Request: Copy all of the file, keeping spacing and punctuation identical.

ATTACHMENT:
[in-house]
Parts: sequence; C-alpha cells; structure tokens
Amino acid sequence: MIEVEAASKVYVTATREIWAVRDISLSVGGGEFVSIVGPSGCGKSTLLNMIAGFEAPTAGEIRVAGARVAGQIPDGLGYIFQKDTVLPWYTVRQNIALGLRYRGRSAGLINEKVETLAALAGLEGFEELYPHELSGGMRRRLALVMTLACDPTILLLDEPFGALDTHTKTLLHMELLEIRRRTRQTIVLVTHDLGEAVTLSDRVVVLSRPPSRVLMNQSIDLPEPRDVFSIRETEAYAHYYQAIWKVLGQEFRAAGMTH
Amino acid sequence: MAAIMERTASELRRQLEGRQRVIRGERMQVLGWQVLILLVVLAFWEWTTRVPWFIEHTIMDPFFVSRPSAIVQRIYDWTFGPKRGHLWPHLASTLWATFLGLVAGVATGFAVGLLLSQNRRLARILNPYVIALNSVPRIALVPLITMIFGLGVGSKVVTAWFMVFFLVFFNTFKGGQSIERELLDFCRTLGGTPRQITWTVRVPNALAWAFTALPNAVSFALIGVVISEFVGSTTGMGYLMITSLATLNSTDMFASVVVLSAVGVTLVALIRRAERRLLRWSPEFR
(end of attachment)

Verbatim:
[in-house]
Parts: sequence; C-alpha cells; structure tokens
Amino acid sequence: MIEVEAASKVYVTATREIWAVRDISLSVGGGEFVSIVGPSGCGKSTLLNMIAGFEAPTAGEIRVAGARVAGQIPDGLGYIFQKDTVLPWYTVRQNIALGLRYRGRSAGLINEKVETLAALAGLEGFEELYPHELSGGMRRRLALVMTLACDPTILLLDEPFGALDTHTKTLLHMELLEIRRRTRQTIVLVTHDLGEAVTLSDRVVVLSRPPSRVLMNQSIDLPEPRDVFSIRETEAYAHYYQAIWKVLGQEFRAAGMTH
Amino acid sequence: MAAIMERTASELRRQLEGRQRVIRGERMQVLGWQVLILLVVLAFWEWTTRVPWFIEHTIMDPFFVSRPSAIVQRIYDWTFGPKRGHLWPHLASTLWATFLGLVAGVATGFAVGLLLSQNRRLARILNPYVIALNSVPRIALVPLITMIFGLGVGSKVVTAWFMVFFLVFFNTFKGGQSIERELLDFCRTLGGTPRQITWTVRVPNALAWAFTALPNAVSFALIGVVISEFVGSTTGMGYLMITSLATLNSTDMFASVVVLSAVGVTLVALIRRAERRLLRWSPEFR